I was thankfully excused from Tuesday night's debacle at RFK by a vacation out of the city. Outside of a text message from my sister telling me that "United is playing like Crap," I managed to load the game on the high-speed internet at a crappy, overpriced hotel in Philadelphia in time to see Rod Dyachenko come in for Burch... and promptly shut it off and turned on "In Bruges." I had time, while waiting for that insipid film to end, to read the comments of far more devoted DC United supporters than I and was impressed by how universal the frustration with Dyachenko is. DCenters has ably catalogued commentary on Rod's poor run of play of late; and fellow United/Terps supporter DCUMD states:
What more is there to say about Rod Dyachenko? I guess just that it's unfortunate that he is having his worst year as a professional in his third season with the club.
I'd like to see things this way as well -- rather than being angry at the player, feel bad for the circumstances of the failing. If anything, at least Dyachenko plays... Quavas Kirk apparently has not shown enough in training to even get on the pitch (check that, actually this thought leads to difficult questions about the judgement of my fellow native Chicagoan Soehn).
In any event, I am skipping going to RFK tomorrow night but will instead watch it on television where I can turn away when it gets ugly... and it will inevitably get ugly early and often.
In the interim, my enthusiasm for the sport has not waned and I am eagerly awaiting the beginning of the fizzy pop's season on the second weekend of August. When Charlton opens against Swansea City, I will, alas, not be at The Valley, but, at the same time, neither will Marcus Bent (and he will be screwing up team chemistry at Birmingham?; brilliant). While I doubt that the majority of Charlton supporters are happy with the composition of the squad at the moment, I am enthusiastic. The team has a good mixture of youthful untapped talent and veteran workmanship. My lack of technical understanding of the sport means that I am once again excited about Zheng Zhi, Lloyd Sam, Yassin Moutaouakil, Izale McLeod, Chris Dickson, Jose Semedo and Jonjo Shelvey's prospects with the first team this year. With the exception of Moo2kill and Shelvey, most of the commentary I read from other supporters seems to be very much down on these players, but I am ever hopeful that they will redeem themselves in the eyes of the red army this season.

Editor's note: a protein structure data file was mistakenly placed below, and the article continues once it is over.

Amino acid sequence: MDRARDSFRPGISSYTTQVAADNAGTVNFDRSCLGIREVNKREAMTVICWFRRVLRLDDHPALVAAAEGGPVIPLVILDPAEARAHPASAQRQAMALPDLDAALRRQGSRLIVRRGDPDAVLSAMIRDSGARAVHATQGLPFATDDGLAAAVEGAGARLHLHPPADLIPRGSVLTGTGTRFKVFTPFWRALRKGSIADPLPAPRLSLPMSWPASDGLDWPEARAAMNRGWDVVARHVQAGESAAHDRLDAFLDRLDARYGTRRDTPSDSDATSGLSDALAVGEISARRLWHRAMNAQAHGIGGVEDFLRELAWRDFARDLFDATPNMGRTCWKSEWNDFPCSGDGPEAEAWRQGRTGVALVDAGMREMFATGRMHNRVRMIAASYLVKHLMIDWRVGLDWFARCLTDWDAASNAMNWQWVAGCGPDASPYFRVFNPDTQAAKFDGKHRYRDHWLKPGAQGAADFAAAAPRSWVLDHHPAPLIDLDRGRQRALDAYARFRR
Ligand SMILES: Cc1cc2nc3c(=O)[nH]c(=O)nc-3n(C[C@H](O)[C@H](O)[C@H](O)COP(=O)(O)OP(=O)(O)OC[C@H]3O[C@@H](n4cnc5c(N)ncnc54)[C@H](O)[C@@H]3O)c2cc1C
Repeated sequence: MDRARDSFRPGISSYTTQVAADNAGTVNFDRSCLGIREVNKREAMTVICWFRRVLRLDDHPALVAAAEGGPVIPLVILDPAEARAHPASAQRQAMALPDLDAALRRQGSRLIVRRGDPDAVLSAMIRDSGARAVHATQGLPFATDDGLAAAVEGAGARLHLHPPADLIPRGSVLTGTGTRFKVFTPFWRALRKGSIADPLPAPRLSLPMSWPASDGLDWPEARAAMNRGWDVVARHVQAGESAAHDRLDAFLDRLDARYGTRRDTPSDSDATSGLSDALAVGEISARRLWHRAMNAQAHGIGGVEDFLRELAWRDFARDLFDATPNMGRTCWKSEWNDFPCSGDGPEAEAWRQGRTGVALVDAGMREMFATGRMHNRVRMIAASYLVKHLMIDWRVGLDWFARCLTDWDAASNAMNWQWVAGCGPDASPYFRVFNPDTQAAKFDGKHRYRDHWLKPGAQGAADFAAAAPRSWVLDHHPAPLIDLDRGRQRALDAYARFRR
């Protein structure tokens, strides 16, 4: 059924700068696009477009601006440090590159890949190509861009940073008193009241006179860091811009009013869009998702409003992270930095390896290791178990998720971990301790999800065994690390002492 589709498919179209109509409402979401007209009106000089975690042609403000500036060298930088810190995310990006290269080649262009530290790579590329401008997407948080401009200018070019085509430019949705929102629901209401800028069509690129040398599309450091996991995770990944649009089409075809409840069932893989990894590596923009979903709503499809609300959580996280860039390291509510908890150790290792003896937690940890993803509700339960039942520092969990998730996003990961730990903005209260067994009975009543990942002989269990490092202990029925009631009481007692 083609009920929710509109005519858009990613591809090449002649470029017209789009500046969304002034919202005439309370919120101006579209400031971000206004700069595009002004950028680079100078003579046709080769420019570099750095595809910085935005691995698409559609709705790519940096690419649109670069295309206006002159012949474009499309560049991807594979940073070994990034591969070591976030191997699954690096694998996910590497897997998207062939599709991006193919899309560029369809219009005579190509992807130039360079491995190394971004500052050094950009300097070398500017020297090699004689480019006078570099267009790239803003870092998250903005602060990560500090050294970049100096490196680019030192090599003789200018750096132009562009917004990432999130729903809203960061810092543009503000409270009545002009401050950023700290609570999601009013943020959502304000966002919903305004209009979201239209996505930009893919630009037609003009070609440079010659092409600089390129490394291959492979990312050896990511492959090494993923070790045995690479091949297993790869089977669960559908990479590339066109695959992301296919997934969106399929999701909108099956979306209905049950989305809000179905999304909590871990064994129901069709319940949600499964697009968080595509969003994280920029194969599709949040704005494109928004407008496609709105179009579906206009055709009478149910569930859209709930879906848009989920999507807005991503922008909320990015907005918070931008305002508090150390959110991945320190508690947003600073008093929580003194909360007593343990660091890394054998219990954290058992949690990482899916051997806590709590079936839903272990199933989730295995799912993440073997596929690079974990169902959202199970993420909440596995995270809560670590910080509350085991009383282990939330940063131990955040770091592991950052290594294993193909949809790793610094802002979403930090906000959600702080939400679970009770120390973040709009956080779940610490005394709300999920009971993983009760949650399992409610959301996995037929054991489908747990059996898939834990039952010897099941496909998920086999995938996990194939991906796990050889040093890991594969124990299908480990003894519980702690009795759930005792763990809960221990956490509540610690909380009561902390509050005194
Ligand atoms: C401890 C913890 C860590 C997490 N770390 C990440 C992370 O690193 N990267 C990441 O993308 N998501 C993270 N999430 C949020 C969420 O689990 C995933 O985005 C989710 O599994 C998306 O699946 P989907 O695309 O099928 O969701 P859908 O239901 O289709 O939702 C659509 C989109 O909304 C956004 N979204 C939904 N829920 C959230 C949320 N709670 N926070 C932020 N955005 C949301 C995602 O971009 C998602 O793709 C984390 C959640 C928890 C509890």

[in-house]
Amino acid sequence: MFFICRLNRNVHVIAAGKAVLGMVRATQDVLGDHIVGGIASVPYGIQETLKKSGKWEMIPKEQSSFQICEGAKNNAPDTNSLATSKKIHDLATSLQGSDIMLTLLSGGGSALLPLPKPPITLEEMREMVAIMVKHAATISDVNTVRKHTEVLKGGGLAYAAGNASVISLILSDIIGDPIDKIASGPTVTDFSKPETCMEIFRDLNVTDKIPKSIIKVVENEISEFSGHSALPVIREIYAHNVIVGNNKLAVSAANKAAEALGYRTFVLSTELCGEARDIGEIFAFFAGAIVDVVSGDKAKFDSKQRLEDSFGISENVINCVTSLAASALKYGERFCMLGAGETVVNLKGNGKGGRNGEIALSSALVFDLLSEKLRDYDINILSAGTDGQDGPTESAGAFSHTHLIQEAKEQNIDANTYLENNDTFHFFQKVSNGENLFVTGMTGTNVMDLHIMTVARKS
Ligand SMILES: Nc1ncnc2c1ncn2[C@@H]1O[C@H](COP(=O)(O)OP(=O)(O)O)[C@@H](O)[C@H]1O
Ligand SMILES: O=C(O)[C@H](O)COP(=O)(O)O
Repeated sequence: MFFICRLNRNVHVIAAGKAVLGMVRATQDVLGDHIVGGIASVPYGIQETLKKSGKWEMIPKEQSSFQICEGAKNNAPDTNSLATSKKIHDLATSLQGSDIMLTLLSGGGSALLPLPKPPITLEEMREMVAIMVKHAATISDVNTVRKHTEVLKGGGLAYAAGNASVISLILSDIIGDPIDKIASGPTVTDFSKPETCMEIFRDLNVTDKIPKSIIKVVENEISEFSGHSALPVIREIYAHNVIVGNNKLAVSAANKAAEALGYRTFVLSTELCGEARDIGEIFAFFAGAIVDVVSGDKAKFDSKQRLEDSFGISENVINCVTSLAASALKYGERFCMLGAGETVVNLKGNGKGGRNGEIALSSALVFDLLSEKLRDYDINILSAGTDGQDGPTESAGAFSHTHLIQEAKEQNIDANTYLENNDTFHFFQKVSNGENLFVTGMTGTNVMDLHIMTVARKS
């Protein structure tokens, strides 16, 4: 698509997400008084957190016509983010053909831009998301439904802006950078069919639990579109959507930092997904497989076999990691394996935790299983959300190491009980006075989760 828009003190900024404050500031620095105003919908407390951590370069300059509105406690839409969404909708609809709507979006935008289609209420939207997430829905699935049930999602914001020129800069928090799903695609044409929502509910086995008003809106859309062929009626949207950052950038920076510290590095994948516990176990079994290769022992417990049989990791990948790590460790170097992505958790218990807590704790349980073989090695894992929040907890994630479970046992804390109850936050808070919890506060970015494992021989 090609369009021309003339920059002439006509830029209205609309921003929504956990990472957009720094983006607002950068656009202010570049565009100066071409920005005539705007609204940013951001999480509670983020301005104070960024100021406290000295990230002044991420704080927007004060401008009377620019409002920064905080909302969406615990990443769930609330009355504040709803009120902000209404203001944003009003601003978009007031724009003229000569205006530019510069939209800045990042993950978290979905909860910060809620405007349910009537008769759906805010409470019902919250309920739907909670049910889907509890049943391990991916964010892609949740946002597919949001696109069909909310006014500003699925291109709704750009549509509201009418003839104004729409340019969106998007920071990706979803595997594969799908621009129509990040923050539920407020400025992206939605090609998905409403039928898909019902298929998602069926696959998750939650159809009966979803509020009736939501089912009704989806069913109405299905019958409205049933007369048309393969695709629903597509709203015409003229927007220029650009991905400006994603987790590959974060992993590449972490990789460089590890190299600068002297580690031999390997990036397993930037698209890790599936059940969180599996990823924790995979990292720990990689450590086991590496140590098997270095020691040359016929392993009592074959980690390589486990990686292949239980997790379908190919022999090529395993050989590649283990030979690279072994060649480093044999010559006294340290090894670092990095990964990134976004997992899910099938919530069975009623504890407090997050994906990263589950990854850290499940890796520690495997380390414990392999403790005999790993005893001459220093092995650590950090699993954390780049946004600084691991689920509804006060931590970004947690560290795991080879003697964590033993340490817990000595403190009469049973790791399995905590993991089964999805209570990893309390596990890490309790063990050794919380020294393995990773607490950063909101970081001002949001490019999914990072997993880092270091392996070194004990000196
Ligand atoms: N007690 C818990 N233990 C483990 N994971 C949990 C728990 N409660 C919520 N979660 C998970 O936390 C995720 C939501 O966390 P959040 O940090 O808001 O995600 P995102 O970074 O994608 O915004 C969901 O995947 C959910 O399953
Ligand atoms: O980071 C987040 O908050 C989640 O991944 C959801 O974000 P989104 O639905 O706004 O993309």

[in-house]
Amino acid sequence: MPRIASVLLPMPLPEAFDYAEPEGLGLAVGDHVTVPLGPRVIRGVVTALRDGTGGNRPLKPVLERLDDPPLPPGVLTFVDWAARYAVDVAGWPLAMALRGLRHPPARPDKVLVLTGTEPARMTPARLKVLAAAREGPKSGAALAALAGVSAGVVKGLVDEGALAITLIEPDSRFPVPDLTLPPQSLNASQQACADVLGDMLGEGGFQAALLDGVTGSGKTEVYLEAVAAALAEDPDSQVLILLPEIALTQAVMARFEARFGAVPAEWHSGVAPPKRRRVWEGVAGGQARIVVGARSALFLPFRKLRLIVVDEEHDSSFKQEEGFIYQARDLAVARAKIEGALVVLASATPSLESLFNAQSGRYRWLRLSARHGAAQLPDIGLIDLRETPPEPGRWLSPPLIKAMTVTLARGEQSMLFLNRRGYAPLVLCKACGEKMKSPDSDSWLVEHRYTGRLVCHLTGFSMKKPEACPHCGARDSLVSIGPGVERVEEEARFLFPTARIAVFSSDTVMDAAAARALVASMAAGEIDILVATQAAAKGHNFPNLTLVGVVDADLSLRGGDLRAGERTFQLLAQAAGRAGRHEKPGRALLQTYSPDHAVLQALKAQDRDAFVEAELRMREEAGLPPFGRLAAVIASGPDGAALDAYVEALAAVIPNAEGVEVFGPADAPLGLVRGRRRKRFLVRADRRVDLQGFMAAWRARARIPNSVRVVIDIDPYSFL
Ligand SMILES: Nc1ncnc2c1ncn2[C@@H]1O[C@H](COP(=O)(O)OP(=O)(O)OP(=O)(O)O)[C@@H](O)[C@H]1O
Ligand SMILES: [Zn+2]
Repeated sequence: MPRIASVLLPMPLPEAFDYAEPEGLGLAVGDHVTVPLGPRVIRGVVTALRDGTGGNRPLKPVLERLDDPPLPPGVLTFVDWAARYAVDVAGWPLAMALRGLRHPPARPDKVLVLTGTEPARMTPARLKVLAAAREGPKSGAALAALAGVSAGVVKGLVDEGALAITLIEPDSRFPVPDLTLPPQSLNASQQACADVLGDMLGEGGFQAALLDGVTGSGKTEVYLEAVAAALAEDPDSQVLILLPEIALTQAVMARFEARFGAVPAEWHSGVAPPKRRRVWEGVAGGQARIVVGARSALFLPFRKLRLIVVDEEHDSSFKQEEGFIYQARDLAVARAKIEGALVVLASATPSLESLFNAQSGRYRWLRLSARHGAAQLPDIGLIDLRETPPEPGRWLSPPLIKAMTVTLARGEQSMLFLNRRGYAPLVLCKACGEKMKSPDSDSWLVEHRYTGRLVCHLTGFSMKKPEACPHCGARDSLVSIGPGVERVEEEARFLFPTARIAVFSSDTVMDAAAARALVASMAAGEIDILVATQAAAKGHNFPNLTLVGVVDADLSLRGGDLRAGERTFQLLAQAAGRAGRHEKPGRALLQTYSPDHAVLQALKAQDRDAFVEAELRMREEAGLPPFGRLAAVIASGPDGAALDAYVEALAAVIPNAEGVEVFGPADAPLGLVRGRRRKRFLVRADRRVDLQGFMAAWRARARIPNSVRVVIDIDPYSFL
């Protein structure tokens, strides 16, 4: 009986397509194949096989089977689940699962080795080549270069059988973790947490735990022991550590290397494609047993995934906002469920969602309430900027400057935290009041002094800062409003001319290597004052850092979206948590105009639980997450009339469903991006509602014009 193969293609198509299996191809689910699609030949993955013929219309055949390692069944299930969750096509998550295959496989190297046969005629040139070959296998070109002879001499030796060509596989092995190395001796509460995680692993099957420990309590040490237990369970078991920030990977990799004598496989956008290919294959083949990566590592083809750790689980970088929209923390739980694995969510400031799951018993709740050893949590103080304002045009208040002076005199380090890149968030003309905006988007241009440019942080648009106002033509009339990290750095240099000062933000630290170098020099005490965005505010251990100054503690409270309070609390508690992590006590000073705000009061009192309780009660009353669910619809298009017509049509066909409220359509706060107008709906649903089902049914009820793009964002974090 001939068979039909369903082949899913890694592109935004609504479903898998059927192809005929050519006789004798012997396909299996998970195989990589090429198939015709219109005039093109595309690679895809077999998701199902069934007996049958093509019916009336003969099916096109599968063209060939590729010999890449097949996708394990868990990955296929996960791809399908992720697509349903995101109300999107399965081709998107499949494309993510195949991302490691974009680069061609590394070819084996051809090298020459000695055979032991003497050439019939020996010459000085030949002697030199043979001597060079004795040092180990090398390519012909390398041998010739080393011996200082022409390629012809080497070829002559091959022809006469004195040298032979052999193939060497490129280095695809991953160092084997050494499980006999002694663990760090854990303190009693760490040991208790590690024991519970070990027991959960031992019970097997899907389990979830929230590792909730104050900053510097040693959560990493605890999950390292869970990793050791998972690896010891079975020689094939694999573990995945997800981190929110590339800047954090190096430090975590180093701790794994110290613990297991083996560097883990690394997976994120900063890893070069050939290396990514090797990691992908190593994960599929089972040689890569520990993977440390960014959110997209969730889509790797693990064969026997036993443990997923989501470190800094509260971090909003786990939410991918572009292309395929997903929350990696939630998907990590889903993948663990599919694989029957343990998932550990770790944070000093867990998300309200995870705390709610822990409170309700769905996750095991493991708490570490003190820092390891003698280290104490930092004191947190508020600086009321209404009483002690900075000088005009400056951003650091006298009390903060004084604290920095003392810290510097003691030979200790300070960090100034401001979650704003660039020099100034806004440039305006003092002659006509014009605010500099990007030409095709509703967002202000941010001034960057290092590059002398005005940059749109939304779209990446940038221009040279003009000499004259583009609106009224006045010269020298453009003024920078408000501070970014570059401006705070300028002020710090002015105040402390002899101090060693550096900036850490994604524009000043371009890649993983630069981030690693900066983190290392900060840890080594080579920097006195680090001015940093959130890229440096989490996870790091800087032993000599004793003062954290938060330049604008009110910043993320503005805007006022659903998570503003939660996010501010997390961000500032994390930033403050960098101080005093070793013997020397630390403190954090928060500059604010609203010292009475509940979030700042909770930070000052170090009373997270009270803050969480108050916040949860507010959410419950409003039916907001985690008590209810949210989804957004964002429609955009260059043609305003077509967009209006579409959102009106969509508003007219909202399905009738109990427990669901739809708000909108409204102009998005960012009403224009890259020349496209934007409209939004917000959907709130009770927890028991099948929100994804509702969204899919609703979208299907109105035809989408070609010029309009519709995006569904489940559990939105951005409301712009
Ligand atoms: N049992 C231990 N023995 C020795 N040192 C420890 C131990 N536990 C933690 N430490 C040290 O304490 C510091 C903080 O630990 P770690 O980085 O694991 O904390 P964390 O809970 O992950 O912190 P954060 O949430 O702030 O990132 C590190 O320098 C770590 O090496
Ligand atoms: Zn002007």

The promise of a new season, of Saturday mornings spent reading updates on Charlton Life and following matches on ESPN's Gamecast, and of idly looking for fares to the UK from Dulles on VirginAtlantic, has me a wee bit pumped about soccer and I was able to focus some of that enthusiasm by attending my first home league fixture for Crystal Palace USA, who took on Western Mass tonight at UMBC.
This was the second chance I have had to see Crystal Palace USA live and in both matches they were, by far, the better team. Against Western Mass, they simply dominated the game and I cannot, for the life of me, fathom how this team loses any matches in the second division of the USL. The talent level on Crystal Palace's squad is beyond any reasonable explanation given the humble level of the league.
Shintaro Harada, who netted Crystal Palace's second goal of the match tonight, apparently logged significant time in the J League before deciding to come to the United States to play third division soccer because David Beckham came to the U.S.(?!)
Gary Brooks, pictured below in preparation for a bicycle kick that would put Palace on top, hearkens from far more humble beginnings, but still stepped down from the USL first division to play for the second division club.
Val Teixeira, Matthew Mbuta, and Larry Mark (as a sub for Mbuta) were, again, extremely impressive on the wings, but the player I was most interested in seeing again was Paul Robson. I am fascinated by Robson's story. After starting off as a Premier League player with Charlton, Robson made Crystal Palace USA only after surviving tryouts earlier this year against players with nothing even remotely approximating Mr. Robson's pedigree. Nevertheless, for the second game in a row, I walked away seriously impressed by Robson's skill and performance and cannot come up with any plausible explanation for what he is doing here. As pointed out on this CP Supporter message board, it is extremely difficult to gauge talent at this level, but Robson looked more than competent. He and Teixeira frequently switched positions to allow Teixeira breathers at the back and Robson acquitted himself well on the left wing. Robson made impressive runs from the back, was credited with an assist on Harada's goal, and shut down one side of Western Mass's admittedly anemic attack. I doubt anyone reads this drivel, but in case anyone does I would be grateful for any insight on Robson as his tenure with the Addicks (2001 through 2003) precedes any knowledge I have of the club.